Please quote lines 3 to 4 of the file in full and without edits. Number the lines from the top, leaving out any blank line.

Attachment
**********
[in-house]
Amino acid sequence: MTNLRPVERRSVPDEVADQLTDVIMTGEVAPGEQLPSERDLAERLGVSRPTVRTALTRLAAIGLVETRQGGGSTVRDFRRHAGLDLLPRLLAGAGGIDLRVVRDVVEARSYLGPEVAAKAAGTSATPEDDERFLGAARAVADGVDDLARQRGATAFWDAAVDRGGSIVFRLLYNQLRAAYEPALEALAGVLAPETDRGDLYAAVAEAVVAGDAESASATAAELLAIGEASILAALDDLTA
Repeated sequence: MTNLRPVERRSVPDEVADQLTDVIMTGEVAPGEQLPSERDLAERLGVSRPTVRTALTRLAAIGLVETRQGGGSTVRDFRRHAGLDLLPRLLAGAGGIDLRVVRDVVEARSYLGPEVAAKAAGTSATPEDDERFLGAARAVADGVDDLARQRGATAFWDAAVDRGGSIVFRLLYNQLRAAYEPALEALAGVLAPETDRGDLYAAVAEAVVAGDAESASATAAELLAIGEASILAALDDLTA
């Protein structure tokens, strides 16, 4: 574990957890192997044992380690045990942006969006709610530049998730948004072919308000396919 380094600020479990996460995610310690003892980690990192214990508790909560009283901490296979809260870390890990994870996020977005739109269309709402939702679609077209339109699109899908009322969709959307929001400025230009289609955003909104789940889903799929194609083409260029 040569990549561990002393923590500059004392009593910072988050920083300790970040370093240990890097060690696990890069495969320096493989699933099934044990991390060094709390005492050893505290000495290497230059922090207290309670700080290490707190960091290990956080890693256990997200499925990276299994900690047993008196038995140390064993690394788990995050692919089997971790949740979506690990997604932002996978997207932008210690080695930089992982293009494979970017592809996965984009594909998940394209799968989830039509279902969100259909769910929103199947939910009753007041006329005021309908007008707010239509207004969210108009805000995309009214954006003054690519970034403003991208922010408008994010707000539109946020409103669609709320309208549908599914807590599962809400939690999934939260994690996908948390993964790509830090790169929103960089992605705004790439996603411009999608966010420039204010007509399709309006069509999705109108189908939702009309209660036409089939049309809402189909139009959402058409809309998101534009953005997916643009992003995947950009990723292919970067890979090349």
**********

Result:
Repeated sequence: MTNLRPVERRSVPDEVADQLTDVIMTGEVAPGEQLPSERDLAERLGVSRPTVRTALTRLAAIGLVETRQGGGSTVRDFRRHAGLDLLPRLLAGAGGIDLRVVRDVVEARSYLGPEVAAKAAGTSATPEDDERFLGAARAVADGVDDLARQRGATAFWDAAVDRGGSIVFRLLYNQLRAAYEPALEALAGVLAPETDRGDLYAAVAEAVVAGDAESASATAAELLAIGEASILAALDDLTA
């Protein structure tokens, strides 16, 4: 574990957890192997044992380690045990942006969006709610530049998730948004072919308000396919 380094600020479990996460995610310690003892980690990192214990508790909560009283901490296979809260870390890990994870996020977005739109269309709402939702679609077209339109699109899908009322969709959307929001400025230009289609955003909104789940889903799929194609083409260029 040569990549561990002393923590500059004392009593910072988050920083300790970040370093240990890097060690696990890069495969320096493989699933099934044990991390060094709390005492050893505290000495290497230059922090207290309670700080290490707190960091290990956080890693256990997200499925990276299994900690047993008196038995140390064993690394788990995050692919089997971790949740979506690990997604932002996978997207932008210690080695930089992982293009494979970017592809996965984009594909998940394209799968989830039509279902969100259909769910929103199947939910009753007041006329005021309908007008707010239509207004969210108009805000995309009214954006003054690519970034403003991208922010408008994010707000539109946020409103669609709320309208549908599914807590599962809400939690999934939260994690996908948390993964790509830090790169929103960089992605705004790439996603411009999608966010420039204010007509399709309006069509999705109108189908939702009309209660036409089939049309809402189909139009959402058409809309998101534009953005997916643009992003995947950009990723292919970067890979090349």